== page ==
Wednesday, December 21, 2011

Walking in Winter Wonderland

The season of snow is upon us--well, those of us who live outside of Southern California anyway--and with it comes the perennial problem of snowy sidewalks. For those in more wintry climes, major snowfall can be a serious impediment to walkability. Particularly for less adroit walkers or for those in wheelchairs, navigating sidewalks-turned-snowdrifts is iffy at best.

Many northern cities address this issue by including sidewalk snow removal regulations in their municipal ordinances. Philadelphia, for example, requires "the owner, agent, and tenants of any building or premise shall clear a path of not less than 36 inches in width on all sidewalks, including curb cuts, abutting the building or premises within 6 (six) hours after the snow has ceased to fall." Saint Paul allows property owners a leisurely 24 hours for snow removal, while the ever-hurried residents of New York City have a mere four hours to comply.

Other cities vary slightly in timing and specific requirements, but nearly all stipulate that sidewalk snow removal 1) is the responsibility of adjacent property owners, 2) must be finished within a relatively short period of time following significant snowfall, and 3) if not completed according to city regulations can result in stiff fines. If you're interested in reading about more cities' policies, you can find a nice summary of a dozen or so here.

While having a strict snow-removal policy in place is a great start, those of us in the business of writing ordinances know all-too-well that having a law on the books doesn't always lead efficiently to the anticipated outcome. Tony Hull of Bike Walk Twin Cities tells the story nicely in a post from earlier this year on Seasonal Sidewalk Disorder: given the time it takes to process a violation, two weeks is a best case scenario for clearing a non-compliant sidewalk of snow.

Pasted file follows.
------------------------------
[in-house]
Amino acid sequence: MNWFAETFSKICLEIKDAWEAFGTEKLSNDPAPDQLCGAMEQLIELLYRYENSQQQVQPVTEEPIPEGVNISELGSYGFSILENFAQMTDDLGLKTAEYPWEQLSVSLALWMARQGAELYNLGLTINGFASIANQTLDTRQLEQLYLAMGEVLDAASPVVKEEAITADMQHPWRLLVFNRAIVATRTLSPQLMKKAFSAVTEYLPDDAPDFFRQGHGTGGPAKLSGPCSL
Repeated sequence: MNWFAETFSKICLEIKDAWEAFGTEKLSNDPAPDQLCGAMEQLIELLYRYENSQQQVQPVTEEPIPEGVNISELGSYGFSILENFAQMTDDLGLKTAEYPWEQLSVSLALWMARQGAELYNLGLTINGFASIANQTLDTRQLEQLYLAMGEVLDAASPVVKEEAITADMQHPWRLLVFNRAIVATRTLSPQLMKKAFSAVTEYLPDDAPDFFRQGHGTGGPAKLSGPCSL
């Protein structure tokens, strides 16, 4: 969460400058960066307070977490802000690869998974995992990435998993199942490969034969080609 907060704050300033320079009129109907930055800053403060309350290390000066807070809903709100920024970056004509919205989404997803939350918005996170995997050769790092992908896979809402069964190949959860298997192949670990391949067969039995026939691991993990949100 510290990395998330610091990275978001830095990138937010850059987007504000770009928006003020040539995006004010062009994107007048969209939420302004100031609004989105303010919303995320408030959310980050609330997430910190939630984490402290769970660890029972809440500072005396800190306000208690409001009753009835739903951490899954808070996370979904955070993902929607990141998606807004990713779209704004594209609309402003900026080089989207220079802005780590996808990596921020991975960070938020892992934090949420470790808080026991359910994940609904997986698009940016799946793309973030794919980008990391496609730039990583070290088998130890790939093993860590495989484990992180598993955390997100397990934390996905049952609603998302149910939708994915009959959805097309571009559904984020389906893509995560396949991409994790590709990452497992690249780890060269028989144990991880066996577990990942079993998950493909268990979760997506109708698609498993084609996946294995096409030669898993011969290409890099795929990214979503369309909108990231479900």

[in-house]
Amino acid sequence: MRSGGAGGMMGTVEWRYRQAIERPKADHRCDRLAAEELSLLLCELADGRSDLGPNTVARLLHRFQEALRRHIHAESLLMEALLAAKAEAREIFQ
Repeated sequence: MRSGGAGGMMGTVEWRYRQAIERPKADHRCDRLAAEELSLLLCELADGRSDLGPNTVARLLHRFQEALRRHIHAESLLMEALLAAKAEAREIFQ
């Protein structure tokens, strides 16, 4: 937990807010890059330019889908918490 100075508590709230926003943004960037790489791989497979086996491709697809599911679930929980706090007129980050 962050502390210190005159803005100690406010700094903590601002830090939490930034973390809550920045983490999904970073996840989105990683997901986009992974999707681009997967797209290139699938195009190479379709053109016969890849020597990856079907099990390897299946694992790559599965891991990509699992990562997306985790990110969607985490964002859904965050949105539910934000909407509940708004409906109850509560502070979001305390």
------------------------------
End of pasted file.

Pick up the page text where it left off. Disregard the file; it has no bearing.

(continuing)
Can you imagine the outcry if it took two weeks to clear roadways of snow after a storm?

If we're serious about walkability, sidewalks deserve the same treatment as roadways when it comes to snow removal. Leaving snow removal to adjacent property owners isn't enough. As Kent, Ohio City Manager Dave Ruller puts it "Shoveling tends to benefit from the guilt of peer pressure which means as more and more shovelers wave the white flag and give up, the less others are inclined to keep fighting the good fight, and before you know it, sidewalks all over town are blocked."

Madison, Wisconsin does a somewhat better job of sidewalk snow removal, dispatching crews to clear city-owned sidewalks and crosswalks along with its other snow-removal duties. However, the best example I found was in the City of Rochester, New York. There, sidewalk snow removal is a "partnership" between the city and its residents. Like other jurisdictions, property owners are required to remove snow from adjacent sidewalks. However, the City also provides a supplemental snow removal service during significant winter storms. Using private contractors, the City clears all sidewalks wider than five feet (a total of 878 miles of sidewalks), dividing plowing duties into smaller districts to facilitate snow removal.

Importantly, the supplemental service is funding by an "embellishment fee" on local property taxes. These fees, which are calculated based on property frontage, help ensure that snow removal isn't cut during tough budget years. Property owners are charged about $30 per year for the sidewalk snow removal, though it wasn't clear to me if this fully funded the removal program or not. Nonetheless, dedicating a pot of money for proactive snow removal is more effective than relying on after-the-fact fines to deal with the problem of non-compliance.

Interestingly, the City also has an embellishment (doesn't it sound so much nicer than "tax"?) fee for hazardous sidewalk repair that averages about $20 per year. City of LA, are you paying attention?

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